Flossing is something that many people dislike doing. Some people think that just by brushing their teeth twice a day there is no reason to floss. However, brushing the teeth and flossing is not an either/or type of oral care. Both have their benefits in developing proper oral care habits in between regular checkups at your dentist.
What Does Brushing Do?
Brushing helps remove plaque and food particles from the front and back of the teeth. Even if you use a high-end electric toothbrush, it does not get fully get in between the teeth where plaque and food particles hide.
Another benefit of brushing is it helps maintain gum health by removing particles and plaque from the base of the teeth near the gumline. Yet, again, it cannot remove plaque and particles at the gumline in between the teeth.
What Does Flossing Do?
Flossing is essentially “brushing” the sides of the teeth to remove plaque and food particles. The floss is designed to remove plaque and release trapped food particles. Another reason flossing is important is because it helps ensure there is no plaque or particles at the gumline.
In addition, flossing, when combined with regular brushing can help reduce the risks of gum disease. Gum disease is a condition where the gum tissue becomes irritated from food particles and plaque that has hardened and turned into tartar or dental calculus.
Tartar is a hard substance that cannot be removed with brushing or flossing. Only your dental hygienist can remove the tartar.
Why Is Tartar Bad for the Teeth and Gums?
Tartar can trap bacteria underneath it, yet on top of the tooth enamel or along the gumline. The bacteria can slowly erode the enamel layer, cause tooth decay, and eventually a cavity. At the gumline, the bacteria and tartar are an irritant to the gum tissue.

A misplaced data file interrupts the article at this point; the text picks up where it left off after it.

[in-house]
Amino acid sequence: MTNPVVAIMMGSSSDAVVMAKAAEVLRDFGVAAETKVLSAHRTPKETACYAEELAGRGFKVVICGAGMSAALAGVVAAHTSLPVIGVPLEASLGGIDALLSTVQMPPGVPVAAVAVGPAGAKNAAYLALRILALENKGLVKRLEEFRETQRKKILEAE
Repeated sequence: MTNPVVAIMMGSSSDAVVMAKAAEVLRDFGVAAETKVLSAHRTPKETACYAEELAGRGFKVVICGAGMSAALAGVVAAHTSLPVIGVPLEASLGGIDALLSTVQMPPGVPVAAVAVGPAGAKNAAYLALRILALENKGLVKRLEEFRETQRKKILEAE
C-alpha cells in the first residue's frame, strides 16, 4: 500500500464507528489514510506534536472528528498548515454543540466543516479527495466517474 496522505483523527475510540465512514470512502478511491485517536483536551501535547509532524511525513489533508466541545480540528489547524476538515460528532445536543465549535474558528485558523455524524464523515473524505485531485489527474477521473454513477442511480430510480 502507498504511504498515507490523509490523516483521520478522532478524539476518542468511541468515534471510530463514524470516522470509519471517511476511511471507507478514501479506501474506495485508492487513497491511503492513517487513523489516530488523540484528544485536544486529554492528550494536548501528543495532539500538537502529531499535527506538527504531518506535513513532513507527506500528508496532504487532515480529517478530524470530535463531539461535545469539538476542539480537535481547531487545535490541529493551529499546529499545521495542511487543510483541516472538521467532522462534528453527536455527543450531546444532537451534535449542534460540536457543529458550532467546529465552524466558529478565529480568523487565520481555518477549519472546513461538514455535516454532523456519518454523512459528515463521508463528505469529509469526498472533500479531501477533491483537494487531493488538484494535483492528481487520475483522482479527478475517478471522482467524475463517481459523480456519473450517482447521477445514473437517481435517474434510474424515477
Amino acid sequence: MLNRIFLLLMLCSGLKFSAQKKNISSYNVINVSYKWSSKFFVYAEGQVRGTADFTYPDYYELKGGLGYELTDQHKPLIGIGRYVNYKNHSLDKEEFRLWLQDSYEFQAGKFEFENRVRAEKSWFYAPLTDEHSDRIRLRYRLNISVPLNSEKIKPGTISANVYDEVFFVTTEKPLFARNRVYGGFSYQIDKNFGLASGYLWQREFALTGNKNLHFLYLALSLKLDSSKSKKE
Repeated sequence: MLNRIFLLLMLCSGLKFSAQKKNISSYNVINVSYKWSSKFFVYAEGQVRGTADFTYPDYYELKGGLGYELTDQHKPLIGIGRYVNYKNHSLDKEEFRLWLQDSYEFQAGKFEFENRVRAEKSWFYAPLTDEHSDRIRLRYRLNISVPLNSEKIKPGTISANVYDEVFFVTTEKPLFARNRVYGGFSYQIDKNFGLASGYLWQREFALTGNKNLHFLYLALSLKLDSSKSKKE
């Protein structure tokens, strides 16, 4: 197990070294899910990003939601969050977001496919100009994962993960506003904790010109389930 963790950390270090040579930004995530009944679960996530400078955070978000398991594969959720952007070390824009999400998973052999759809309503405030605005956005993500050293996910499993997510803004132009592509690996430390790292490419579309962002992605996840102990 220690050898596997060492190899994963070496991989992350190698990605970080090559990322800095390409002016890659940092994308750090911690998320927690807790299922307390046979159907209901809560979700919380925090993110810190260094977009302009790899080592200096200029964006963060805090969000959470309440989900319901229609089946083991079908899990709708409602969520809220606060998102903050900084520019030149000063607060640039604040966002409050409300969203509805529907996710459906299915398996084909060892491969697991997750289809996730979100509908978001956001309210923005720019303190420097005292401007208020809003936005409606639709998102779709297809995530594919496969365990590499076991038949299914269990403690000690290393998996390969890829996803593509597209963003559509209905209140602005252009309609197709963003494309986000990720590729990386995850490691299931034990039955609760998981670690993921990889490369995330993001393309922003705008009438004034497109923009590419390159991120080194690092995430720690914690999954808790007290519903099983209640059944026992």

The gum tissue can become swollen, red, and even bleed easily. If the tartar and bacteria are not removed, the gum tissue starts to pull away from the teeth, exposing more of the tooth root. Now, this exposed part can get plaque, food particles, bacteria, and tartar on it.
Gradually, if you skip regular dental visits, the gum tissue continues to pull away and recede exposing more and more tooth and gingivitis, or first-stage periodontal disease develops. Eventually, if nothing is done, the gum tissue continues to recede, and the tooth will eventually fall out.
Furthermore, the bacteria can spread down into the tooth roots and reach the jawbone. Infections can develop that cause a decrease in jawbone density. There is also a link between periodontal disease in increased risks of heart disease, diabetes, and rheumatoid arthritis.
There is clear evidence that people who brush twice a day and floss once a day have better overall oral health, healthier gum tissue, and keep their natural teeth much longer.Clean Teeth, Oral Care Habits, Oral Hygiene